Amtrak explores ending train service from New Mexico to southwest Kansas
photo by: AP File Photo
HUTCHINSON — Amtrak is considering ending passenger train service from southwest Kansas to central New Mexico and instead implementing a bus connection on the route.
Amtrak CEO Richard Anderson revealed to lawmakers last week the train operator is looking into ending Southwest Chief service between Dodge City and Albuquerque, N.M. The announcement came after lawmakers asked the company to stand behind agreements it previously made to upgrade and maintain its route through the south-central U.S., the Hutchinson News reported.
“I was very disappointed in the nature of the meeting and the lack of commitment on the part of Amtrak to keep its word and contribute the $3 million match toward this TIGER grant application,” Republican Sen. Jerry Moran said, referring to a federal grant awarded last year to upgrade hundreds of miles of rail primarily in Colfax County, Colo.
The 2017 TIGER grant is the third one to be awarded to communities along the Southwest Chief route to upgrade the line, starting with a $12.4 million grant to Garden City in 2014 and a $15.2 million grant a year later to La Junta, Colo.
Each grant required a commitment for matching dollars from Amtrak, communities along the route, the states of Kansas, Colorado and New Mexico, and BNSF Railway, which owns the tracks. Amtrak provided $4 million in matches on the first two grants and pledged $3 million to the third one.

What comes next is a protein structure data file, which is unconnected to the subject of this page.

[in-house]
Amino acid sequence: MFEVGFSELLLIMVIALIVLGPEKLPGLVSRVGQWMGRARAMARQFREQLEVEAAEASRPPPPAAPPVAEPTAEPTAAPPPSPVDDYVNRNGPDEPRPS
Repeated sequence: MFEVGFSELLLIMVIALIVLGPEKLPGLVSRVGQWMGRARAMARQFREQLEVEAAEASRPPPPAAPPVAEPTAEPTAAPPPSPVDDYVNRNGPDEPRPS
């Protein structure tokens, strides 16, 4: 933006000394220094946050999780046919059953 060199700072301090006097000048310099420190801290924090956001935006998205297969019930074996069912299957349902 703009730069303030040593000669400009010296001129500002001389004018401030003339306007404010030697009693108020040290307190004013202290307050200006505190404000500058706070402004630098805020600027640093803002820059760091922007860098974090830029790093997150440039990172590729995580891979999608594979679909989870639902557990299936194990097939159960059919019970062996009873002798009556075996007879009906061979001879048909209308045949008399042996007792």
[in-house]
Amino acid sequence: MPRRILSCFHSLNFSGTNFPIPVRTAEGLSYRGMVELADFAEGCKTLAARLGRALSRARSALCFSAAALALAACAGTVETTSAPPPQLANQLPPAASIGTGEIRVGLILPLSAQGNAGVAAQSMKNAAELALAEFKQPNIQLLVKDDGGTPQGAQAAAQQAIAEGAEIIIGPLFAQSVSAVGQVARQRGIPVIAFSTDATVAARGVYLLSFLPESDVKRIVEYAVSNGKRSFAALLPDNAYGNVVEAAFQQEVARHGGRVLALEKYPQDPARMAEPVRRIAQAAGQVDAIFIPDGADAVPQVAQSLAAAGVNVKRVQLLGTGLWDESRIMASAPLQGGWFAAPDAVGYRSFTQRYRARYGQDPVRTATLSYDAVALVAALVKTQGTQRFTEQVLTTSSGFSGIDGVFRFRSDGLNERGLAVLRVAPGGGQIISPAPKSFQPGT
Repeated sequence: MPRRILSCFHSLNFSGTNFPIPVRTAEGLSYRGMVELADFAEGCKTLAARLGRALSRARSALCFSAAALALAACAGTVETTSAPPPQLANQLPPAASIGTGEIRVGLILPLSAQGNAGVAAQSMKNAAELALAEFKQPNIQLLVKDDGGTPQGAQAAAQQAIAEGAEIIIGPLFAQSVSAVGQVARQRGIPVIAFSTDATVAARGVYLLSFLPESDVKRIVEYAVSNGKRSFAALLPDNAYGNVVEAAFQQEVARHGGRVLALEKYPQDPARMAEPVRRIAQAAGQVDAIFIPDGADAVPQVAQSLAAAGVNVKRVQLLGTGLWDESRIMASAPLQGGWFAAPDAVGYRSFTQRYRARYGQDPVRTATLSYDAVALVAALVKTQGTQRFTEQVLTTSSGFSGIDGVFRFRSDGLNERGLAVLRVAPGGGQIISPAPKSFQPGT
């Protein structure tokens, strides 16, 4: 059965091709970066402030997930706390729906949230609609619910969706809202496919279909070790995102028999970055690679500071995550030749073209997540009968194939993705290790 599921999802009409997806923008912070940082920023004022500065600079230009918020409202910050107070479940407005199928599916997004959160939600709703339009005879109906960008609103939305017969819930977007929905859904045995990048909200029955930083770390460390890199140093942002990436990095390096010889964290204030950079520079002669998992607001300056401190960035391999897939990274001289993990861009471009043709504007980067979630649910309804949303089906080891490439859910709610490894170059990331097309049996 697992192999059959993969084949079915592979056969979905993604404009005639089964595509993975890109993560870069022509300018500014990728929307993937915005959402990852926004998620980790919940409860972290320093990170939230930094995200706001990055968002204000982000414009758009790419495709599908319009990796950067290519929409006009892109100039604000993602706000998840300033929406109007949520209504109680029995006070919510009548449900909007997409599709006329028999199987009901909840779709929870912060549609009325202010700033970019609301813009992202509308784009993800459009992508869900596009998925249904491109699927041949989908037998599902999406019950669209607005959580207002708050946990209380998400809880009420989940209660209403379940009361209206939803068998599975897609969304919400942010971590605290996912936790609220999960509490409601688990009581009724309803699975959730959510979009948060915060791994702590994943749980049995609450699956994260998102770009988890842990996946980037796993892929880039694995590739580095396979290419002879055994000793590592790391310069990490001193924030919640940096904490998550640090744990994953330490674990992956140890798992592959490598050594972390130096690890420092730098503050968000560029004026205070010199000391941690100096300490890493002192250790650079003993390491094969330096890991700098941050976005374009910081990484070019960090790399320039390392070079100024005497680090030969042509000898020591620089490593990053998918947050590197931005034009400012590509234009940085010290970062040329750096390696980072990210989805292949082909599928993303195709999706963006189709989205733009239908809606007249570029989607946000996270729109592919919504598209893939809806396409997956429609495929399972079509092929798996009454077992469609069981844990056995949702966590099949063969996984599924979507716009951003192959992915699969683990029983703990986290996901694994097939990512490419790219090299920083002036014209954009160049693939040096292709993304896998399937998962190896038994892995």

But the train operator now said the financial investment needed to retain the portion of the routes isn’t possible because railroads are also under a federally mandated December deadline to install Positive Train Controls, a system to automatically stop a train not under an engineer’s control. Preliminary estimates show at least $55 million required to complete system installation on the route.
Passenger Rail Kansas President Evan Stair believes Amtrak intends to implement the bus service after the system installation deadline.
“The effect of this would be damaging, not only to those cities that would lose rail service but to all Southwest Chief cities,” Stair said. “Understand ridership drops substantially … with every transfer. So we are really discussing long-term the discontinuance of service.”
The nearly 2,300-mile passenger train service has run daily between Chicago and Los Angeles since 1974.